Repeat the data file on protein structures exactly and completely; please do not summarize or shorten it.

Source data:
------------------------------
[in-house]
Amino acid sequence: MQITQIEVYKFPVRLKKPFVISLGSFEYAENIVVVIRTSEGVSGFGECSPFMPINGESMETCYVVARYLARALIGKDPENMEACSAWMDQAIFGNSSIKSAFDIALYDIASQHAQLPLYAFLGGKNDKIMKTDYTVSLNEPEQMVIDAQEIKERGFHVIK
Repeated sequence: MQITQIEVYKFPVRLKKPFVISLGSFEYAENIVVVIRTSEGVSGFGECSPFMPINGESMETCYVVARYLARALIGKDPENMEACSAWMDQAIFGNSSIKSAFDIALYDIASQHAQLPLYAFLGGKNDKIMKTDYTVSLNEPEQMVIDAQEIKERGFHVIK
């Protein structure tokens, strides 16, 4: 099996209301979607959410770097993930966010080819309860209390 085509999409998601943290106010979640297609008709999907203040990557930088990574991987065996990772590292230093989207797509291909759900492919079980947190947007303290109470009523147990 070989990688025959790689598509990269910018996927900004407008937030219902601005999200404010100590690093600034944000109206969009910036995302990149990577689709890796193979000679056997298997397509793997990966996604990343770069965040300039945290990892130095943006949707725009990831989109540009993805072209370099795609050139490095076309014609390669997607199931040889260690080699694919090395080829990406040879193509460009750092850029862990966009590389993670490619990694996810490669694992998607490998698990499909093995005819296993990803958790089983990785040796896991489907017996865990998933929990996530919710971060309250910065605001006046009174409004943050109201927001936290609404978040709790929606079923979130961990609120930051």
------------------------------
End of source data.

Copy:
[in-house]
Amino acid sequence: MQITQIEVYKFPVRLKKPFVISLGSFEYAENIVVVIRTSEGVSGFGECSPFMPINGESMETCYVVARYLARALIGKDPENMEACSAWMDQAIFGNSSIKSAFDIALYDIASQHAQLPLYAFLGGKNDKIMKTDYTVSLNEPEQMVIDAQEIKERGFHVIK
Repeated sequence: MQITQIEVYKFPVRLKKPFVISLGSFEYAENIVVVIRTSEGVSGFGECSPFMPINGESMETCYVVARYLARALIGKDPENMEACSAWMDQAIFGNSSIKSAFDIALYDIASQHAQLPLYAFLGGKNDKIMKTDYTVSLNEPEQMVIDAQEIKERGFHVIK
């Protein structure tokens, strides 16, 4: 099996209301979607959410770097993930966010080819309860209390 085509999409998601943290106010979640297609008709999907203040990557930088990574991987065996990772590292230093989207797509291909759900492919079980947190947007303290109470009523147990 070989990688025959790689598509990269910018996927900004407008937030219902601005999200404010100590690093600034944000109206969009910036995302990149990577689709890796193979000679056997298997397509793997990966996604990343770069965040300039945290990892130095943006949707725009990831989109540009993805072209370099795609050139490095076309014609390669997607199931040889260690080699694919090395080829990406040879193509460009750092850029862990966009590389993670490619990694996810490669694992998607490998698990499909093995005819296993990803958790089983990785040796896991489907017996865990998933929990996530919710971060309250910065605001006046009174409004943050109201927001936290609404978040709790929606079923979130961990609120930051």